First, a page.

евразийство, евразийцы, Сполдинг, Сувчинский, 4пт, ЕДРФ

Correspondence between Henry Spalding and Petr Souvchinsky

Letter by H.N. Spalding to P.P. Souvchinsky, February 10th 1928 [1]

Dear Mr. Souvtchinsky,

I feel very graceless in not having written before to thank you for your very kind wishes for my wife and myself. We heartily reciprocate them for the New Year.

I am greatly interested and encouraged to know that you feel so optimistic about the perspectives both inside and outside R.[ussia] during this year. It certainly seems that the émigrés ought to be attracted by the Europasian views and aims; therefore it seems important to present them in as attractive and conciliatory a way as possible (conciliatory with both), as the movement needs all the friends it can get. I have done what I could in this direction in the little book to which you kindly refer (by the way, it is to be anonymous).[2] I certainly should not have taken the hardihood (insufficiently equipped as I am), had I known that M.[alevich] and possibly others were taking the field [with books] in English.[3] However it is founded almost entirely on talks with M.[alevich] and A.[rapov], so I hope the picture of the movement is not far from the truth.

I should much like to meet you again, for I am constantly hearing about you. Mirsky is perfectly delightful! His twinkle itself is a joy, and the mind behind the twinkle a still greater one. I want very much indeed to meet Professor Karsavin, and it is very good news that he is coming to England at Easter. He has shown me great kindness in sending me (through M.[alevich]) his valuable memoranda. One of them (that on sobornost, contrasting the Orthodox and the Roman Churches), is so illuminating as to be [Ancient Greek., illegible ]. I cannot feel grateful enough to him. Well, the quotation reminds me of another – that quoted by Shelley as the motto of his poem on Hellas – MANTIε EIΜ EεΘλΩN AГ ΩNΩN [4]. That applied not only to Hellas!

With very good wishes, yours sincerely, H N Spalding.

Letter by H.N. Spalding to P.P. Souvchinsky, February 23rd 1928.

Dear Mr. Souvtchinsky,

Thank you so much for Alexiev’s book, and for Prof. Karsavin’s manuscript [5]. Being an ignoramus I don’t read German. But I will get Jacqueline to read it and tell me its purpose. It is very kind of you to think of me. I am extremely sorry to hear that “your work has been almost completely suspended for some weeks”. What a pity! There was not the very slightest need, if only I had known. The very moment I got news from Malevsky (the first time I heard you wanted anything), I took the necessary steps. If only he had authorized you or Arapoff to draw on me during his absence, there would have been no difficulty at all, and no delay. Do let me know if you want more before he returns. I can send it by return.

Malevsky’s book is just going to print. My wife joins me in very kind regards,

Sincerely yours, H N Spalding

I incline to think there may be real interest in England in Europasianism, especially if say: many starting [неразборчиво] happiness in Russia.

Letter by H.N. Spalding to P.P. Souvchinsky, April 12th 1928.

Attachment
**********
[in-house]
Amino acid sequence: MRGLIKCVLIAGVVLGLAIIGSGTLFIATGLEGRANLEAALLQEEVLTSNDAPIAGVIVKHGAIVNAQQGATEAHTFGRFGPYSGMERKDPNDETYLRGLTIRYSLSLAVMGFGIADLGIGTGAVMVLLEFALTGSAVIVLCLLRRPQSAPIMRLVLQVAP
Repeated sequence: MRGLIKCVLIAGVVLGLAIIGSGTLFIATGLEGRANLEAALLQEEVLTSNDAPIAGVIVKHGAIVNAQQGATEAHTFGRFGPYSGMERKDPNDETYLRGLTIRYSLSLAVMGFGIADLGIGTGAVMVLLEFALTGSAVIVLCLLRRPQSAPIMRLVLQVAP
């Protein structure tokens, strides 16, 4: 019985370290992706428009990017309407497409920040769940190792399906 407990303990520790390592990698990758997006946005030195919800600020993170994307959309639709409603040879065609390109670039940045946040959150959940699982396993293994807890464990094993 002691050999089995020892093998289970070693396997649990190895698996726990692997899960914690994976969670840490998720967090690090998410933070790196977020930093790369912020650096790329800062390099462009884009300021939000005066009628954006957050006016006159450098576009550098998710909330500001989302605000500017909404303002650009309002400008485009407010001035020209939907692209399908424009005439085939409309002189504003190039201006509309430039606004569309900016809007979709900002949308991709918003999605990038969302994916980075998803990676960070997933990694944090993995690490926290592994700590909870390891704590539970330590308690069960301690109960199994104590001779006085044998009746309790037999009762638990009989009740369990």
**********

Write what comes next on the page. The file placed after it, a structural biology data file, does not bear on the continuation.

Dear Mr. Souvtchinsky,

Let me send you my best wishes for the Easter. Christos woskrese! I hope those great words will for long have special significance for Russia and those who like Russia.

I fear I have never thanked you for a most kind letter I received recently. The success of the E[urop]A[sianism] seems to me of the utmost importance, not only for Russia but for the entire world. In India, in China, in Japan, in several states of Islam an intelligentsia is arising, Westernized and secularized, fundamentally like that of Russia: is it going to follow the lead of the old mother Russia into Bolshevism or on the other hand the lead of Europasians in their attempt to build a state upon the principles of the Gospel? To my mind it is the crucial question of our century; and it is a privilege to help towards the right solution, in however small a degree.

Yours sincerely, H N Spalding.

Letter by H.N. Spalding to P.P. Souvchinsky, November 22nd 1929.

Dear Mr. Souvtchinsky,

Referring to my letter of the 15th instant I have now had time to read the translation of yours of the 6th with more care, and desire once again to thank you very warmly for your friendly words as to what I have been able to do for E[urop]A[sianism]. In this country, as you know, one may differ sharply in opinion and yet remain in perfect friendliness; that is my position in regard to yourself. If I speak frankly therefore you will understand, I am certain, that it is not from any lack of goodwill.

First let me have the pleasant task of saying where we agree. I have always understood that the change of policy – from attack to persuasion – which was adopted after the misfortunes of 1927 was partly, or even largely, due to you [6]. I heartily concur in it, and feel that just in so far as you were its author E[urope]A[sianism] lies under a real debt of obligation to you.

It is upon the way in which this policy has been carried out, particularly in the paper, that we differ [7]. The line adopted in it seems to me to be wrong, alike intellectually and practically.